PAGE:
Posted on 2008-01-17 12:01:51 by Dikkie Dik

> For example:
> - A user logs in
> - Now set is: $_SESSION["user_id"] = 34;
> - If he opens his "Profile page", the websites collects all personal
> information from table users where user_id = 34
>
> But according to this article:
> http://www.governmentsecurity.org/archive/t13901.html
>
> It is easy to change $_SESSION["user_id"] to for example 78.
> So, that means that once you are logged in and change your own
> user_id, you can see personal information from other users.


I did not see that example. The cookie part of that page is very
unspecific, and has little to do with session cookies.

Google for "session hijacking" and "session fixation" to find out more.

In short, it is possible to pass another session id, thus changing to
another session. There is one thing that prevents it:

Session IDs are rather large, and sessions do not live that long. So
switching over to a random other session requires an absurd quantity of
luck.

However, if you can intercept the http traffic, you can mess up as much
as you like. You can send regular requests to the webserver with a
cookie to keep that session open.
If you build the site on https instead of http, the cookies will be
encrypted also.

A "real" session cookie only has an ID to a session, not live data. That
data remains on the server if you do not send it to the client. In fact,
I think the session is safe to store real IDs, but parameters are not.
So I usually hash all IDs before using them for client communication.

Best regards

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#4: Re: Is it safe to store user_id in Session?

Posted on 2008-01-17 12:16:29 by Toby A Inkster

pim wrote:

> But according to this article:
> http://www.governmentsecurity.org/archive/t13901.html
>
> It is easy to change $_SESSION["user_id"] to for example 78.

That article is a bunch of crap. PHP does not keep track of session data
in a manner anything like the one described there.

--
Toby A Inkster BSc (Hons) ARCS
[Geek of HTML/SQL/Perl/PHP/Python/Apache/Linux]
[OS: Linux 2.6.17.14-mm-desktop-9mdvsmp, up 17 days, 22:28.]

Gnocchi all'Amatriciana al Forno
http://tobyinkster.co.uk/blog/2008/01/15/gnocchi-allamatrici ana/

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#5: Re: Is it safe to store user_id in Session?

Posted on 2008-01-17 12:42:19 by pim

On 17 jan, 12:01, Dikkie Dik <dik...@nospam.org> wrote:
> > For example:
> > - A user logs in
> > - Now set is: $_SESSION["user_id"] = 34;
> > - If he opens his "Profile page", the websites collects all personal
> > information from table users where user_id = 34
>
> > But according to this article:
> >http://www.governmentsecurity.org/archive/t13901.html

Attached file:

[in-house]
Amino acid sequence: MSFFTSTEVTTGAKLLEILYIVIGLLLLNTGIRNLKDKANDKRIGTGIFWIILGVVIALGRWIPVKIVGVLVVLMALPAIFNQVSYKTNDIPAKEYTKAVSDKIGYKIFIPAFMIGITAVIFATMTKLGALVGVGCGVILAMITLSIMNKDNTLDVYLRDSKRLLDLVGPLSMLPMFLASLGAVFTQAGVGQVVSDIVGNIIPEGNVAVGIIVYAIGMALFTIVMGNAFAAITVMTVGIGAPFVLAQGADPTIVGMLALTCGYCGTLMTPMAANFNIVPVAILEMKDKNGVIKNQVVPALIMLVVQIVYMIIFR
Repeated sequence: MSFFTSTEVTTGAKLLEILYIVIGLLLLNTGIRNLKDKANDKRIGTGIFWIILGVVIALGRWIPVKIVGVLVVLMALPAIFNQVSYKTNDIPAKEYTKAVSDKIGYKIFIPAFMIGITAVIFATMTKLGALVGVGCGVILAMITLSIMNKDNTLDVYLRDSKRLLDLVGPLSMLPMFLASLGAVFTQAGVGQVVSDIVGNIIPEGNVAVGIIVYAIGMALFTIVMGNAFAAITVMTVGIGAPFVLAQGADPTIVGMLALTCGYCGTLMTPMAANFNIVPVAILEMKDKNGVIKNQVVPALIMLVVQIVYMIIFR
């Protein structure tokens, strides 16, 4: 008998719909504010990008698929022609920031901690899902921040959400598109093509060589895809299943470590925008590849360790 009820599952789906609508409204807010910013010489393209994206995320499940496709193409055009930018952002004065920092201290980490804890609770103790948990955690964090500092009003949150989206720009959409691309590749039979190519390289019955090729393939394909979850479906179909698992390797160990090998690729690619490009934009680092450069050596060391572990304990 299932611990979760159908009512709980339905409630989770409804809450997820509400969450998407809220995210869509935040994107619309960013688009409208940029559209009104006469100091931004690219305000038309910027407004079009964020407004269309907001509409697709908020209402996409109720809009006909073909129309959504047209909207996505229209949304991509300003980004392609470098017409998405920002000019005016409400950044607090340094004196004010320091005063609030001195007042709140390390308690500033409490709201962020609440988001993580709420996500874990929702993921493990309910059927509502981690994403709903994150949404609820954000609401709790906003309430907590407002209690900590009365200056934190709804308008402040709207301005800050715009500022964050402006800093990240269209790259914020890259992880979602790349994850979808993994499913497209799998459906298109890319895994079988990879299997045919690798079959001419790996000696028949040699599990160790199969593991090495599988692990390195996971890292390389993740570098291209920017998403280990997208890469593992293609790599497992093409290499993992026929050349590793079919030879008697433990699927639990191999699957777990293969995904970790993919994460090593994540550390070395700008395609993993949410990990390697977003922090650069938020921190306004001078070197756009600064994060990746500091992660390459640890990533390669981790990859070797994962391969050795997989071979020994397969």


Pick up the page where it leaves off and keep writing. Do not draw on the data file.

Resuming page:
>
> > It is easy to change $_SESSION["user_id"] to for example 78.
> > So, that means that once you are logged in and change your own
> > user_id, you can see personal information from other users.
>
> I did not see that example. The cookie part of that page is very
> unspecific, and has little to do with session cookies.
>
> Google for "session hijacking" and "session fixation" to find out more.
>
> In short, it is possible to pass another session id, thus changing to
> another session. There is one thing that prevents it:
>
> Session IDs are rather large, and sessions do not live that long. So
> switching over to a random other session requires an absurd quantity of
> luck.
>
> However, if you can intercept the http traffic, you can mess up as much
> as you like. You can send regular requests to the webserver with a
> cookie to keep that session open.
> If you build the site on https instead of http, the cookies will be
> encrypted also.
>
> A "real" session cookie only has an ID to a session, not live data. That
> data remains on the server if you do not send it to the client. In fact,
> I think the session is safe to store real IDs, but parameters are not.
> So I usually hash all IDs before using them for client communication.
>
> Best regards

Thanks for your reply!
I now understand I must have confused cookies and session.

How does your suggestion on hashing ids work?

Like this: profilepage.php?uid=7sy6fsnyfm984oym3oyowiuyrowr432
and server side: SELECT * FROM users WHERE md5(users.user_id) =
$uid;

Or more like this: SELECT * FROM users WHERE users.uidhash = $uid;


Kind regards,


Pim

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#6: Re: Is it safe to store user_id in Session?

Posted on 2008-01-17 15:08:10 by Dikkie Dik

> How does your suggestion on hashing ids work?

I keep a list of known hashes in the session, say $_SESSION['known_hashes'].

If I have an ID that the user has to choose from, I pass the hash of
that ID and store it along with the ID in that list. So if a user can
choose from a set of bank accounts to work on, the HTML shows something
like:
<select ...>
<option value="sKbSKHgrsjbrvsrb2497wkj">First account</option>
...
</select>

When I process the result, I look up the hash in
$_SESSION['known_hashes'] to find what ID belongs to it.

This has e a few advantages:
- No unnecessary database info is ever sent to the client,
- Only hashes are known that belong to that user, so even a brute force
guesswork will only yield the possibilities that the user would have anyway.

My hashing system hashes per table, so you cannot abuse a userID as an